But let me point out a sticking point w.r.t. the Linux kernel being considered a viable bare-metal hypervisor: it's HUGE! Imho, a lot of the debate over hypervisor design types, bare-metal, etc. is largely academic. When you consider the overall footprint size of the management layers, storage, authentication, domain0 stack in Xen-style hypervisors, special guest drivers, etc., the hypervisor footprint is put in a better perspective. However, it is true that modularity and smaller more manageable components are generally better designed and more auditable for errors and security issues.
When the Linux kernel was initially designed, it was a monolithic chunk of code (i.e. drivers could not be modules). Some years later, after various debate, loadable kernel module support was added. That was a big step in the right direction for code quality and modularity -- few people could imagine Linux without it today. Thereafter was one of the more storied debates on adding a pluggable scheduler -- one size does not fit all workloads. The net result is that it's now in recent Linux kernels, and again the consensus is that this was a very good thing.
So what's become of the size of the Linux kernel after such developments? Well, not that long ago I compiled an extremely stripped down recent Linux kernel for a VM. Uncompressed, the size of the kernel binary still rhymes with megabyte. That tells me there's a lot of extra baggage which needs to be modularized out. Whether it's perception, marketing, or reality, I think we need to get a slim kernel-proper down to a few hundred kilobytes or less before people consider it a bare-metal hypervisor.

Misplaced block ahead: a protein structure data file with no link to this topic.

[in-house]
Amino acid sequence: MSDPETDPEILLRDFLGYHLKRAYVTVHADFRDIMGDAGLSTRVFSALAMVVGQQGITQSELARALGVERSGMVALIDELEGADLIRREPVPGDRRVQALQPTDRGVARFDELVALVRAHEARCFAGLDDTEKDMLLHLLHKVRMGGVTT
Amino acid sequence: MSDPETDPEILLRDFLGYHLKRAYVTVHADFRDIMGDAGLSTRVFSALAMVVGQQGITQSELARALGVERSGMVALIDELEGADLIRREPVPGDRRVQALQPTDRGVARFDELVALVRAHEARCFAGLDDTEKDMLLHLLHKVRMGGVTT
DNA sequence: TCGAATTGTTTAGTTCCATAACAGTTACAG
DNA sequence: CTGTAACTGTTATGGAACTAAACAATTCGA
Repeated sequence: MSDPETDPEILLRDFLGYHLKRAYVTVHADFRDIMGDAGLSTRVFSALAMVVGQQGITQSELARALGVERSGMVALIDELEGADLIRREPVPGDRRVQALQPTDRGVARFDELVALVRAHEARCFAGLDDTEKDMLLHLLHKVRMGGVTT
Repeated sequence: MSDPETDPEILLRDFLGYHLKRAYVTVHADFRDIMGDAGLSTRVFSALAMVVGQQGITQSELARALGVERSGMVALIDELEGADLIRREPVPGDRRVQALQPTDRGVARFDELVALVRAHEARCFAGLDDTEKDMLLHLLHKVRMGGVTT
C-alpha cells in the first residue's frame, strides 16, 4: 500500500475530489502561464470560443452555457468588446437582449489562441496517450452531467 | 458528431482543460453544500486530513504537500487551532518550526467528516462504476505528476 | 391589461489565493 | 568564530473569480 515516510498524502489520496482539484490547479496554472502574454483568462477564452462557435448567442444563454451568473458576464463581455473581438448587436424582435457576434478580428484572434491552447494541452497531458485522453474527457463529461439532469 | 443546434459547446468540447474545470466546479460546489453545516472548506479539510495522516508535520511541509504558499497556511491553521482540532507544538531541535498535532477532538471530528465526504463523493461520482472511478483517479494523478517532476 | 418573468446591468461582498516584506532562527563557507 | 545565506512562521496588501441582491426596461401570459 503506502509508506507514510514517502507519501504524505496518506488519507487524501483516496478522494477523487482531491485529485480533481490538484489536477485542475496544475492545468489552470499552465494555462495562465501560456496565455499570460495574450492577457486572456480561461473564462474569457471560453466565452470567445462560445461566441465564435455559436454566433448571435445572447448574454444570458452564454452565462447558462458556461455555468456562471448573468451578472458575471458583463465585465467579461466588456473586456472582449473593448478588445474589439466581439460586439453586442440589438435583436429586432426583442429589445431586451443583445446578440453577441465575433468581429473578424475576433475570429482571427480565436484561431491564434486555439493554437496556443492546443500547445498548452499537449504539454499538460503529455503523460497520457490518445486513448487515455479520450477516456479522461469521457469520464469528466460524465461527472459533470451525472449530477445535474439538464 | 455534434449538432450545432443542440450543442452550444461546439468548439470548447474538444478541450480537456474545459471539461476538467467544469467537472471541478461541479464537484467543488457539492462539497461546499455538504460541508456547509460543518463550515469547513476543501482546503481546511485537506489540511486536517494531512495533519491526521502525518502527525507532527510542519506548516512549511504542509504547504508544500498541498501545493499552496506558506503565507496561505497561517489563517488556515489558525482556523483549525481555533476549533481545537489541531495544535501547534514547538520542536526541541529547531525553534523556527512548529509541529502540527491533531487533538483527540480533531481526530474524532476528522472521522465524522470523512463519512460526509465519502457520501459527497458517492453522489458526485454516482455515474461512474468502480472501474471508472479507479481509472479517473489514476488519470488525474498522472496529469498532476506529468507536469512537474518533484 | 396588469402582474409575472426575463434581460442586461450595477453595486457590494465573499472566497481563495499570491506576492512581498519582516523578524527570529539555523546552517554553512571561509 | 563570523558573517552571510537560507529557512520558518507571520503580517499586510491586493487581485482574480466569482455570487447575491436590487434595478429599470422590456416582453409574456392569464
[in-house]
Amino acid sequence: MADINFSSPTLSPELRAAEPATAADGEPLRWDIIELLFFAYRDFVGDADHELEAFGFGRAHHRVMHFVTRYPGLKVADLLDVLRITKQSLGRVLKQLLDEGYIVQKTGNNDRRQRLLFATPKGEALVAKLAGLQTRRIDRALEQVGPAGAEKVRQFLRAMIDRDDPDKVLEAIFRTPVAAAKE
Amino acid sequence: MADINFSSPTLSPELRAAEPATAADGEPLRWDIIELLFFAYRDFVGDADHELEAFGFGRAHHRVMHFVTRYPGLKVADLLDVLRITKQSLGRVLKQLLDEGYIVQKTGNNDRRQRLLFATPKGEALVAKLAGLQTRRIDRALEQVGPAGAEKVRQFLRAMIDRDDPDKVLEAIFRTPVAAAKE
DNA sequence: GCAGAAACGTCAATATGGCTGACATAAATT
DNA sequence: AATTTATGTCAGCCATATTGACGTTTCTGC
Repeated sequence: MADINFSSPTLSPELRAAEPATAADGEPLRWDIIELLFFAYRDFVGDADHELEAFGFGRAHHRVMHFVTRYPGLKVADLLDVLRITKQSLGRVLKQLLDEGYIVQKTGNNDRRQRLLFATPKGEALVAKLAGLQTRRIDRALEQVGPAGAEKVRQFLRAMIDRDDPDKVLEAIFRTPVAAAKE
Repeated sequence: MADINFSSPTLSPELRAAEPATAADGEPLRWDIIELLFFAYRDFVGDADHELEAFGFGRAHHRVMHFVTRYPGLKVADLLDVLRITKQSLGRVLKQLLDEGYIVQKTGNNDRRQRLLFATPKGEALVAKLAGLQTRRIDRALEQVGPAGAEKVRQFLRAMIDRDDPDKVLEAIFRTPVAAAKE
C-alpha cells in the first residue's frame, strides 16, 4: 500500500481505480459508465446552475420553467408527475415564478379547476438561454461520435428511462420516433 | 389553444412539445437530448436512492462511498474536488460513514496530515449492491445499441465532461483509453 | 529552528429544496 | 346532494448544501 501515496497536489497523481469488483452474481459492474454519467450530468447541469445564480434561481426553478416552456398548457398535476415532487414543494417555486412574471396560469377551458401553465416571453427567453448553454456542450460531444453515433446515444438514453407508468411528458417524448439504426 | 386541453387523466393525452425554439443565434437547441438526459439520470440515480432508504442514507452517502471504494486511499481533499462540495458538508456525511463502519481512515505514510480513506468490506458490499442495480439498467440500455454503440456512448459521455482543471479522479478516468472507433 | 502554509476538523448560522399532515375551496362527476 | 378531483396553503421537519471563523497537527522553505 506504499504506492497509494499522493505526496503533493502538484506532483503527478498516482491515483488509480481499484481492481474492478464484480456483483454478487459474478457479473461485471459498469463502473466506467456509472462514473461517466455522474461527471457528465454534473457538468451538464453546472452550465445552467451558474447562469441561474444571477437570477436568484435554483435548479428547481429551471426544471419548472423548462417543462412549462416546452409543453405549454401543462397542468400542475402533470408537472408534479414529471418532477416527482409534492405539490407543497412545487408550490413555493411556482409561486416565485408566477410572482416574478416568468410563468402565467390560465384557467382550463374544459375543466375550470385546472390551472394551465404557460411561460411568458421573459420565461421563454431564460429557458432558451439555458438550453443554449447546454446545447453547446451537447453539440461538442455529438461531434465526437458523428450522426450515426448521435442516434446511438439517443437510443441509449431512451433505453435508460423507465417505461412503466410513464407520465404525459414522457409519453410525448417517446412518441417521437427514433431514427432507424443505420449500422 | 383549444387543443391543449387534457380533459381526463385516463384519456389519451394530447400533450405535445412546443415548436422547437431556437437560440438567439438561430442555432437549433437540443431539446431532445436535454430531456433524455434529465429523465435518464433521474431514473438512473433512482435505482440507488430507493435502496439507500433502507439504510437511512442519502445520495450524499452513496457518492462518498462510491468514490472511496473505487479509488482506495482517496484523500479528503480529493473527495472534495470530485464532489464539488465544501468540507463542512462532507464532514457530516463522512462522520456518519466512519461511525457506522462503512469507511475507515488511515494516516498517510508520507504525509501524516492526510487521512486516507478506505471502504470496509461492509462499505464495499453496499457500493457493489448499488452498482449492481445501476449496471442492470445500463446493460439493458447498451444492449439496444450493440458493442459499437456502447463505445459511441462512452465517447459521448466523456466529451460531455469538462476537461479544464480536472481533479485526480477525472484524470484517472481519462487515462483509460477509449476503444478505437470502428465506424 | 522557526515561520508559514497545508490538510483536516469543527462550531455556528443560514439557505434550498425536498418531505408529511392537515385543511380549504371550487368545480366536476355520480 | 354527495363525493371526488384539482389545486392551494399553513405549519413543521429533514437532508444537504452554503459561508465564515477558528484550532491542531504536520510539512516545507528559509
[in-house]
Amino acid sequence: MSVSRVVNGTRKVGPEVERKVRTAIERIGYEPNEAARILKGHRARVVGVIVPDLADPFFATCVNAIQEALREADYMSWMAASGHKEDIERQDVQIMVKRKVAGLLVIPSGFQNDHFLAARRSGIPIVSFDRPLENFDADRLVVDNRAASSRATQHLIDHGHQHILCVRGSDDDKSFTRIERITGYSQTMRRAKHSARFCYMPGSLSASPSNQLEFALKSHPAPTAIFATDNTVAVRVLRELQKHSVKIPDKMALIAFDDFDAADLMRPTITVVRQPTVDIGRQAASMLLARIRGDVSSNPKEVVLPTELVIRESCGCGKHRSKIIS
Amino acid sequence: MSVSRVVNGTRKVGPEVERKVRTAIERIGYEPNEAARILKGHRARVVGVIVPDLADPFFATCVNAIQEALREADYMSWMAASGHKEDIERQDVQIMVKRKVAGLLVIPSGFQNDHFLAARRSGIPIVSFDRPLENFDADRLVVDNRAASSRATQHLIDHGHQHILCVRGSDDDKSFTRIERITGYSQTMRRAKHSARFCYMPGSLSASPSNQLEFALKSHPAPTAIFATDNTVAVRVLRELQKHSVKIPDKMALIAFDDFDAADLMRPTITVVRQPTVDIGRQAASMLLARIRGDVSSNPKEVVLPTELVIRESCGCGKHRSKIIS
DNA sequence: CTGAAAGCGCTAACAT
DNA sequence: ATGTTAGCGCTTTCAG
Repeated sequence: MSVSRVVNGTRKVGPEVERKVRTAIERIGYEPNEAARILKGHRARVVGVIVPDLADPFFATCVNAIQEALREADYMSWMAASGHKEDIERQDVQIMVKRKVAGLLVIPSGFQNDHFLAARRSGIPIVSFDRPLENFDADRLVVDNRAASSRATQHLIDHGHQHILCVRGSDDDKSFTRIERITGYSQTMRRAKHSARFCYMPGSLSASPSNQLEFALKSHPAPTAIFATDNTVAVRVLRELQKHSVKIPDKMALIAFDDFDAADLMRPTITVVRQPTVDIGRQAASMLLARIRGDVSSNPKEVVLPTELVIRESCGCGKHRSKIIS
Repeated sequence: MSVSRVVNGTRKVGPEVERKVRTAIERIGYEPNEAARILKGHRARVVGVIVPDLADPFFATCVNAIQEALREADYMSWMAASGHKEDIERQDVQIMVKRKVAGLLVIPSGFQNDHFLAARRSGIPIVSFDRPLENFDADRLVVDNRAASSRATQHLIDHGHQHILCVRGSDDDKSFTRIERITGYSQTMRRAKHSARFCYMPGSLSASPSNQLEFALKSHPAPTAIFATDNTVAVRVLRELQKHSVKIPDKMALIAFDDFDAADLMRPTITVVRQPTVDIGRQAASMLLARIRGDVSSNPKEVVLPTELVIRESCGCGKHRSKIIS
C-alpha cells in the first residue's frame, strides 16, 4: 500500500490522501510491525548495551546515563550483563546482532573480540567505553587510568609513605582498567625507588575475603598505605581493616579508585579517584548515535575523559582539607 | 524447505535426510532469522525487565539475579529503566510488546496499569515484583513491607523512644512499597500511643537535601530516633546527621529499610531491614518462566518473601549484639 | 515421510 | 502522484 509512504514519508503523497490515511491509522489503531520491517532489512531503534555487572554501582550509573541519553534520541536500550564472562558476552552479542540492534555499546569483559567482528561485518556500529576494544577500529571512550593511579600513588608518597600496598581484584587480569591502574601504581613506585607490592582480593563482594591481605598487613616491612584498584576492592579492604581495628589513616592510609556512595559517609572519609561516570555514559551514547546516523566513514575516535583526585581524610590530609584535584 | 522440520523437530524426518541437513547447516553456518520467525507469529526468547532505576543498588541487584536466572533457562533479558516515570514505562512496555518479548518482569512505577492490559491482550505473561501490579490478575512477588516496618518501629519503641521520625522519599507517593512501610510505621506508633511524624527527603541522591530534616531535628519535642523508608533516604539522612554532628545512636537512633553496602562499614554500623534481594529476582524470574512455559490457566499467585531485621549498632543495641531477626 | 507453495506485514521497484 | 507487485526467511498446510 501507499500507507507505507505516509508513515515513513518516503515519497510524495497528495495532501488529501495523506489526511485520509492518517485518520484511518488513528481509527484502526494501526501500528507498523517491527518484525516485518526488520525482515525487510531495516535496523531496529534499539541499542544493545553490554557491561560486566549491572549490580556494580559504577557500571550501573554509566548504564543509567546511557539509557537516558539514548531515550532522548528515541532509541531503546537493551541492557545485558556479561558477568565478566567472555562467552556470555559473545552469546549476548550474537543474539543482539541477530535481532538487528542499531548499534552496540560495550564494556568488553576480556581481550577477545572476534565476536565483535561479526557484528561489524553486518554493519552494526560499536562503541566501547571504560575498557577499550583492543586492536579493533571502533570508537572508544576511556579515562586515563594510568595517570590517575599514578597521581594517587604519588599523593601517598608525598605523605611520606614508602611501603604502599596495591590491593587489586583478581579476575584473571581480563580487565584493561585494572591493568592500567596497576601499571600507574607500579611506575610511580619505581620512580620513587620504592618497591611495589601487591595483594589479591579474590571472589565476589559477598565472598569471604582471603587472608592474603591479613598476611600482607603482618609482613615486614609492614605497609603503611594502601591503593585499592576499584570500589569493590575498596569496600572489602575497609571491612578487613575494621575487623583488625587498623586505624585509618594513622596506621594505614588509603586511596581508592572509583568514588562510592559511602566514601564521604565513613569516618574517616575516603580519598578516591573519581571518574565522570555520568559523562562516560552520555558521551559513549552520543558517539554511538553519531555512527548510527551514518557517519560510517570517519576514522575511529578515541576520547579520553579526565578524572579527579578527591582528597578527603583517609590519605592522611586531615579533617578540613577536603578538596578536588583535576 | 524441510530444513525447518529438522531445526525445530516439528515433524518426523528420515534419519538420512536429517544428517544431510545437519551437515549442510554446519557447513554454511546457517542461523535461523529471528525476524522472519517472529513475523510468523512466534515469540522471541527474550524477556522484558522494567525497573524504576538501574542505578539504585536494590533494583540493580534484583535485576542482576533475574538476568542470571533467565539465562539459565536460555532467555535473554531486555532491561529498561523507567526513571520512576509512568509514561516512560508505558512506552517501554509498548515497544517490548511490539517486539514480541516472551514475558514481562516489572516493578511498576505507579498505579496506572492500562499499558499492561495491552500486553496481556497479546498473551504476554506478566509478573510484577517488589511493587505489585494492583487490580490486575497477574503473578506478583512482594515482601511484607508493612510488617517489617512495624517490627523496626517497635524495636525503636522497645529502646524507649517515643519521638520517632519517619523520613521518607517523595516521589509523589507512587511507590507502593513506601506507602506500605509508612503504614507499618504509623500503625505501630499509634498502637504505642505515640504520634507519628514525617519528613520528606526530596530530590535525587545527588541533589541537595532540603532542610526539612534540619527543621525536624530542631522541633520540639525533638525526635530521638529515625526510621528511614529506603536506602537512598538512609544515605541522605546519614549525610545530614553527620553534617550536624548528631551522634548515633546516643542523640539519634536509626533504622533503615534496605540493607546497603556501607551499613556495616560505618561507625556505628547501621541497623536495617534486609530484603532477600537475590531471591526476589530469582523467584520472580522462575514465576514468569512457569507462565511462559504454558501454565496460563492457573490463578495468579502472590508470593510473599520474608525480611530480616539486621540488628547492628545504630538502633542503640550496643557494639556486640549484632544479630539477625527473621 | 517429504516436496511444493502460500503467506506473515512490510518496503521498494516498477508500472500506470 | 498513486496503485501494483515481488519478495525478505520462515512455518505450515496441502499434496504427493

Beyond consideration as a hypervisor, taking time to modularize and clean house is always a good thing, and like past modularization efforts always produces a better design and encourages more innovation. Smaller modular chunks mean people or groups of people can comprehend, analyze, audit, innovate and improve within a more manageable domain. This would go a long way towards allowing academic projects which need to be completed in one semester (nod to Andrew Tanenbaum). And with Linux development picking up steam, I think this is well needed in any case. With that, I offer the following project ideas. Sometimes people are looking for ways to help.
- Modularization Guru: oversee modularization of anything that can possibly be modularized, and drive changes into the mainline kernel. This gig is not for the faint of heart -- you'll need a flame-proof shield.
- Bloat Tracker: do minimal compiles over a history of Linux kernels and plot the size of the kernel proper with everything modularized. Keep track of new code introductions which add bloat creep. The job is to shame people to help the modularization guru.
Disclosure: no positions